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Hanin Elias | In Flames (DHR)
I can't help but suspect that the title of this record is a purposeful reference to Lizzie Borden's activist film of the same name. The feminist sentiments of Borden's work and Elias' DHR imprint (DHR Fatal) / debut solo longplayer jive on numerous levels, so much so that it would seem more of a reach to try denying any connection between the two. Similarly, despite thirty years' worth of liberation and attention to gender inequality, it seems unfortunately necessary for Elias' tone to be as or more aggressive than that of Borden's seminal (sorry) filmic diatribe. Both share an over-the-top campiness that in no way undercuts the seriousness of the subject matter, nor the ferocity of the message, and both aim to be taken seriously while maintaining a serious degree of 'coolness.' Where the two part ways is in the degree of anger used to fuel the delivery of the message. Borden, even this early in her career (late 70s, I think), carried a sophistication that is clearly visible in the work. She understood that anger and outrage could only get her message so far, and thus inculcated her more outlandish and violent scenarios with less angst-ridden characters and material. Contrary to this, Elias is still in full 'flame-on' mode, pushing the drill n' bass aggro assault of her Atari Teenage Riot days into similar overdrive here; creating a wall of sound Phil Spector (there's that name again) would find hard to fault. This isn't to say that Hanan fails to make good use of these elements. Half of In Flames is chock full of tasty synth melodies and gritty, rage-driven overtures that please these ears when in the mood for aural assault (the re-mixes by Kathleen Hanna, Nic Endo and Christoph De Babalon I find less interesting). Yet, a cut such as You Will Never Get Me, which relents, at least musically ?? with its logy ambience and unfurling string samples - maps Elias' best possible future. Rage is, after all, impossible to maintain. It works like a drug, sending its owner searching for ever-intensifying expressions of anger until ultimately finding the purest form of rage extant: self-destruction. And we want, make that need, more artists like Elias to get the message heard.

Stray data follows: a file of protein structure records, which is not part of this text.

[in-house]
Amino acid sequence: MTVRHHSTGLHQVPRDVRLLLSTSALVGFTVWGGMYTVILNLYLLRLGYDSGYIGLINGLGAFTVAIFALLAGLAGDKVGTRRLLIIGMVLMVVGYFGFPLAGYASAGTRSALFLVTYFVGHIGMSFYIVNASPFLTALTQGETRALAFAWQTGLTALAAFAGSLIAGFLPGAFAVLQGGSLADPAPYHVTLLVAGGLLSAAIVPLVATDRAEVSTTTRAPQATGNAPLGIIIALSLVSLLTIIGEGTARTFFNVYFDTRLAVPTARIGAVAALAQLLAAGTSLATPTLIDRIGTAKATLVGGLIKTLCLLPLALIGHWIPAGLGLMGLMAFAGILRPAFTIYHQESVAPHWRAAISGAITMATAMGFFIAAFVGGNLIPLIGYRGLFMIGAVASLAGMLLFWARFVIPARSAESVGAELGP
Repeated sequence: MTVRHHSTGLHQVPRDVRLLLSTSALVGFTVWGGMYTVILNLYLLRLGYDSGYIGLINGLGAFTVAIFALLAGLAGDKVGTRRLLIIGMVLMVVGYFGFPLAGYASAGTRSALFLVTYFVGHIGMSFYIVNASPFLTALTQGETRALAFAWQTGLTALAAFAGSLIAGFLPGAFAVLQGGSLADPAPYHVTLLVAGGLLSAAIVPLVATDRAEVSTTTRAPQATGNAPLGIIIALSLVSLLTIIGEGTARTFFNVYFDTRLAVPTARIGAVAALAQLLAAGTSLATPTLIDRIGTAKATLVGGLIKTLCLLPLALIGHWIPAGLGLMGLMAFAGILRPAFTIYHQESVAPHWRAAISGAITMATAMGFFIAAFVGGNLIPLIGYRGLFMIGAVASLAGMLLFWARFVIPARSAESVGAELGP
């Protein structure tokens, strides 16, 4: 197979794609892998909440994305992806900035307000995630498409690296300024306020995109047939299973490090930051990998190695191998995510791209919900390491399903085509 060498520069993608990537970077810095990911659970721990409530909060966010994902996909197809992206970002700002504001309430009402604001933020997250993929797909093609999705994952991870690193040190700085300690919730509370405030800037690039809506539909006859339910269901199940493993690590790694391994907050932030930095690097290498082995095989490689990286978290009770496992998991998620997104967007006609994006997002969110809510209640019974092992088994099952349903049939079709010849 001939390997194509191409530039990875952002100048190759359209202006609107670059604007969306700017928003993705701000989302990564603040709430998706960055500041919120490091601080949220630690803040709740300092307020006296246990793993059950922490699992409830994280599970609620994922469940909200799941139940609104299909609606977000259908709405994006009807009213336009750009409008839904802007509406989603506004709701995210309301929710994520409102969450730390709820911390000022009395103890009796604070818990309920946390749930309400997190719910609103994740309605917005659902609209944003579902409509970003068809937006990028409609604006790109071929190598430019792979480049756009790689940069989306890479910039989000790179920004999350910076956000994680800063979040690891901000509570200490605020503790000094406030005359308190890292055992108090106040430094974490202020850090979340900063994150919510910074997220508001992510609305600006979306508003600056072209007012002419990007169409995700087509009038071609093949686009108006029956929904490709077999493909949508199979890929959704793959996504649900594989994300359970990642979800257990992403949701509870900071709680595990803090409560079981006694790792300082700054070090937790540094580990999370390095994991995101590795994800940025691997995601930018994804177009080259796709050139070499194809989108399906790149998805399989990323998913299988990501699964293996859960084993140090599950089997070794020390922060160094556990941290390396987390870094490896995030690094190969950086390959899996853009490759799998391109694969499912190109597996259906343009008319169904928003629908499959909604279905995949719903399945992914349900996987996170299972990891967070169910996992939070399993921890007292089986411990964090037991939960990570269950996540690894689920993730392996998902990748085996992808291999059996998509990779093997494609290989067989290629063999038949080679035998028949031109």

G.C. Weeks
CWAS #7 - Spring 2001